And, of course, coffee isn’t the only source of caffeine. Consider sodas, energy drinks, tea, chocolate and certain medications, like Excedrin Migraine. (You can find the caffeine content of some popular foods and beverages on the Center for Science in the Public Interest’s website).
“Some people may be consuming much more caffeine than they realize,” said Juliano.
How to tell if caffeine is increasing your anxiety
Not sure if your coffee habit is affecting your anxiety levels? Keep a diary to track your caffeine consumption and your anxiety symptoms, Sweeney suggested. Then see if any patterns emerge.
“For example, on a day when they felt particularly anxious or had more trouble sleeping, was that the same day they had an extra cup of coffee?” she said. “[You] could also tell whether the pattern of caffeine consumption relates to anxiety symptoms, such as whether having two cups one right after the other results in greater anxiety than two cups spread across the morning, or whether consuming caffeine later in the day coincides with greater trouble sleeping.”
How to cut back on caffeine
Do it gradually.
Experts recommend reducing your intake slowly over the course of two to three weeks. If you go cold turkey, you’re more likely to deal with unpleasant withdrawal symptoms like headaches, fatigue and mood disturbances.
“Caffeine withdrawal symptoms can be uncomfortable but usually go away within the first week of stopping,” Juliano noted.
It may also be useful to track your anxiety levels in a journal throughout the weaning process, Sweeney said.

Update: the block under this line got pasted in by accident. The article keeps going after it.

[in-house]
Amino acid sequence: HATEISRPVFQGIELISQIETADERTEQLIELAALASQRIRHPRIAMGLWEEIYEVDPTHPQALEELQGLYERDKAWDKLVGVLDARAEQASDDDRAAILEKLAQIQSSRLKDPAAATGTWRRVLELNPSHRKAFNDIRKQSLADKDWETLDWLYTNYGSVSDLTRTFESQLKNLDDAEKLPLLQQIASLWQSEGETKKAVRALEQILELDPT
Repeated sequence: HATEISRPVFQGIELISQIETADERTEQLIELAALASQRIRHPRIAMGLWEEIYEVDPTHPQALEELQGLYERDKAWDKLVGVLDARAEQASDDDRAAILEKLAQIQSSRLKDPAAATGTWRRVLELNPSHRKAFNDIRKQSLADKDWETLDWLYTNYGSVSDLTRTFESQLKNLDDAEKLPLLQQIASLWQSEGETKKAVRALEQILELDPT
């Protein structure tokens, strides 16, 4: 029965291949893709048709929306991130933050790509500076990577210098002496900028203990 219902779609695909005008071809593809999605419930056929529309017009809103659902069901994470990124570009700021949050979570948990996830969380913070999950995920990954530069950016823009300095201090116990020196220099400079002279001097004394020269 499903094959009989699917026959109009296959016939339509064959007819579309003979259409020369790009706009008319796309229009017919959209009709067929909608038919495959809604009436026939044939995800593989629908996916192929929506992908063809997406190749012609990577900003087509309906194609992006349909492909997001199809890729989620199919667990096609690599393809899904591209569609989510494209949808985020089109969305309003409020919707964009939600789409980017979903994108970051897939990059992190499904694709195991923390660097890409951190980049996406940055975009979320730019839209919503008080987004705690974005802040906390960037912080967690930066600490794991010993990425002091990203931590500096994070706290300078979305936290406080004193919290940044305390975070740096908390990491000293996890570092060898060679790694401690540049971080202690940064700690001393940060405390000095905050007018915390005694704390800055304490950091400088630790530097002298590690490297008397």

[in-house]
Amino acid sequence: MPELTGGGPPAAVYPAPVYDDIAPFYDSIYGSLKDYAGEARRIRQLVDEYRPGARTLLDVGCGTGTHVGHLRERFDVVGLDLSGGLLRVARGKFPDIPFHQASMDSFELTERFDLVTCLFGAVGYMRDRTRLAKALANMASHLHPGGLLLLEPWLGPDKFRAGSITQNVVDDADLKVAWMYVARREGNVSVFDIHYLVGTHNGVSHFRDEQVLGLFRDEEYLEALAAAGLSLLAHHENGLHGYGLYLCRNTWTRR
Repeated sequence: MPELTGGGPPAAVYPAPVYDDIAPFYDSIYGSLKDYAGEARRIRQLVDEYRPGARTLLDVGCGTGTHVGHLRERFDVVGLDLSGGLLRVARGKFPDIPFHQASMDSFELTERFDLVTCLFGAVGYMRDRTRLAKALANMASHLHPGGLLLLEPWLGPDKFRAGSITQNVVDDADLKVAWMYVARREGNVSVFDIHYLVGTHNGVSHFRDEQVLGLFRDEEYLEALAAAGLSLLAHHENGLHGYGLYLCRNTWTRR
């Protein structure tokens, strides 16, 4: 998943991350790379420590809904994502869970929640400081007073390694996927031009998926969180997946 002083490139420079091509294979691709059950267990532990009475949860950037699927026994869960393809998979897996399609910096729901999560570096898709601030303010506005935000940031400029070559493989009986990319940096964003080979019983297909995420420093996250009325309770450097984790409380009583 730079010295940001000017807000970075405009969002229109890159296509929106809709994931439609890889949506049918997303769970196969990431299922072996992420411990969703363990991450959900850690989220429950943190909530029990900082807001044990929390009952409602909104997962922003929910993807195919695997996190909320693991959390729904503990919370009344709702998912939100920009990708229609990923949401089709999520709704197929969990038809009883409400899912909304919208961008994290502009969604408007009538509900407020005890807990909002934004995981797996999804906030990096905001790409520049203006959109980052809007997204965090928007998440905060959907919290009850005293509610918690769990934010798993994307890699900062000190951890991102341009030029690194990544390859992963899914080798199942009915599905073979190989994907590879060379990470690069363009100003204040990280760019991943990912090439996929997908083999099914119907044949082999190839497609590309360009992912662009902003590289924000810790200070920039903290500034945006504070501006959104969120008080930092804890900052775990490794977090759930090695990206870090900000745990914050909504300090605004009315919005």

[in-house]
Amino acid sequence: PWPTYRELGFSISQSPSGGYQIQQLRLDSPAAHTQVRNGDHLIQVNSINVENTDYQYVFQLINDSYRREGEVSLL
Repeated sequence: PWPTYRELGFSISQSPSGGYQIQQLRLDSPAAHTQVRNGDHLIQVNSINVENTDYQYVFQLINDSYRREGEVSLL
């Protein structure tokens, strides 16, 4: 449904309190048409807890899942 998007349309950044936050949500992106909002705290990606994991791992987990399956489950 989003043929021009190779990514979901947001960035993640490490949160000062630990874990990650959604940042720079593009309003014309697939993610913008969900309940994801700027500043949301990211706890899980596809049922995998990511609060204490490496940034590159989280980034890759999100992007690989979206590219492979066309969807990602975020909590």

Change up your coffee order.
Some may be surprised to learn that one shot of espresso actually contains less caffeine than one cup of drip coffee.
“A 1.5-ounce shot of espresso only contains about 75 to 90 mg of caffeine compared to a 12-ounce drip coffee that may contain 200 to 300 mg of caffeine,” Juliano said.
If you like tea, you’ll be glad to know that even caffeinated varieties — such as green tea or black tea — tend to have less caffeine per serving than brewed coffee. In an 8-ounce cup, green tea has about 25 mg of caffeine and black tea has about 50 mg, according to the Mayo Clinic. But again, caffeine content can vary based on the brewing time, temperature and other factors.
Supposing, however, you consumed the same amount of caffeine from coffee as you did from black tea, would the beverages have different effects on your anxiety levels? According to Juliano, there isn’t sufficient data to say.
“I am not aware of any research that has kept caffeine constant and compared reactions to coffee vs. tea,” she said. “Theoretically a dose of caffeine should have similar effects across different vehicles, but it is possible that other factors could interact with the effects of caffeine — including expectancy and other components of the beverage. It hasn’t been directly tested as far as I know.”
Switch to decaffeinated coffee or herbal tea.
Decaf still contains some caffeine but much less than its caffeinated counterparts — usually less than 15 mg in an 8-ounce cup. By going the decaf route, you can enjoy your morning ritual without stoking your anxiety.
“Someone could also mix caffeinated and decaffeinated coffee to reduce caffeine exposure,” Juliano said.
And herbal teas — such as chamomile, peppermint and ginger — are naturally free of caffeine.